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Post 3 is closer to the fact of the matter. Yes, the employers cared about the employees, because the labor of those individuals was the way in which the company made money. If your question had asked, "Did the employers in the Triangle Shirtwaist fire care about their employees as people with rights as human beings," the answer would have been no.
The owners thought of their employees as labor, nothing more. Their decision to lock them in was to maximize efficiency and, as post 2 points out, to minimize losses due to theft. Their policies demonstrate that they regarded their employees as units of labor to be squeezed for every cent they could, not as human beings with rights.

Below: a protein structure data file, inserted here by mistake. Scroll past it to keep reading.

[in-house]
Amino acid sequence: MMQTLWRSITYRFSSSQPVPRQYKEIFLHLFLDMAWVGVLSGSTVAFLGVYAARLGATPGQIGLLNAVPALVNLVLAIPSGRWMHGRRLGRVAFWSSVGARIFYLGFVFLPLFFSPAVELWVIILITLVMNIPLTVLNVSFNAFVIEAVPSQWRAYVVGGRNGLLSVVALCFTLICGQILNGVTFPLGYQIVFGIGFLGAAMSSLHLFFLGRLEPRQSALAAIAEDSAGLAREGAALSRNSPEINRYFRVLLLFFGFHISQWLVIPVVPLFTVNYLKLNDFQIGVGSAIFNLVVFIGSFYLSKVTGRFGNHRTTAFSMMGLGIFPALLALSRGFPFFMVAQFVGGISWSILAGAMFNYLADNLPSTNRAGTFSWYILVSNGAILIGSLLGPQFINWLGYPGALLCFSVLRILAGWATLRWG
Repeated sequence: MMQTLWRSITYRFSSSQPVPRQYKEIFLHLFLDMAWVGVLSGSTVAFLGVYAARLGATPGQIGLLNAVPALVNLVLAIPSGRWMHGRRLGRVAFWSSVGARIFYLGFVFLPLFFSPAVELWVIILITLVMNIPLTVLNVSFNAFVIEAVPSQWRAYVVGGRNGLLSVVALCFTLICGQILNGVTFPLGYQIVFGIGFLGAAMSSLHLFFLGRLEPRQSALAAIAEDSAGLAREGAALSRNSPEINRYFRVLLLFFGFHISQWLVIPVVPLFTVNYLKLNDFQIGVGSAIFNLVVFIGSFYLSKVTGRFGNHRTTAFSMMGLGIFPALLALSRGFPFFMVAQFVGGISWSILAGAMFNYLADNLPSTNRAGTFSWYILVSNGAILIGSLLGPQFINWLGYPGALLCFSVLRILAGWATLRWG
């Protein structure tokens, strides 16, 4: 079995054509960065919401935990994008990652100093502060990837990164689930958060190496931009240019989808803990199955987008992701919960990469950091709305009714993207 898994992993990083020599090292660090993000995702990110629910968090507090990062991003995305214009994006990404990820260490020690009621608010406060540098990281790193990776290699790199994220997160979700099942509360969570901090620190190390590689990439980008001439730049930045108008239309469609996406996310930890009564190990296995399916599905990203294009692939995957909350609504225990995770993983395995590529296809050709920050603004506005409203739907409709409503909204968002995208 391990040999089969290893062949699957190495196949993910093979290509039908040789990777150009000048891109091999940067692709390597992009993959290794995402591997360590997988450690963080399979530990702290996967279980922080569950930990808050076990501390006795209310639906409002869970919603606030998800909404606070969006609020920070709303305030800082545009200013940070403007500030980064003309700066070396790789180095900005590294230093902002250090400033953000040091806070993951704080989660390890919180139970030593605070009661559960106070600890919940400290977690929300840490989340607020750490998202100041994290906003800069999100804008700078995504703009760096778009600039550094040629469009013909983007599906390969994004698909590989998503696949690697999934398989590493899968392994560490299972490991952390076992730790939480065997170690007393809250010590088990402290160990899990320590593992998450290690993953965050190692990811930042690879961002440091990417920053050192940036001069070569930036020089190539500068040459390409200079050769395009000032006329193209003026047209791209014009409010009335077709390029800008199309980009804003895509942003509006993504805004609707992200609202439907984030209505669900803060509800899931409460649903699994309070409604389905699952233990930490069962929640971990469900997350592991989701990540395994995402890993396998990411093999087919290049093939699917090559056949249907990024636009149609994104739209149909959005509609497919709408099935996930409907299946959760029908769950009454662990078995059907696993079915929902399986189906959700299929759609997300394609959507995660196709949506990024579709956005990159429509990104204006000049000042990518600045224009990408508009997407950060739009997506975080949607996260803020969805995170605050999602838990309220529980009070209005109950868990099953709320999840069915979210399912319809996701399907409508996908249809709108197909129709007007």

It's awfully hard to imagine arguing that the owners cared about the employees. After all, they locked them in this sweatshop so that they couldn't steal things or take breaks when they weren't supposed to. Then when the fire started they ran away and didn't really try to save the workers (not sure what they could have done, but still...). Locking the doors to the fire escapes hardly sounds like the action of a caring employer.
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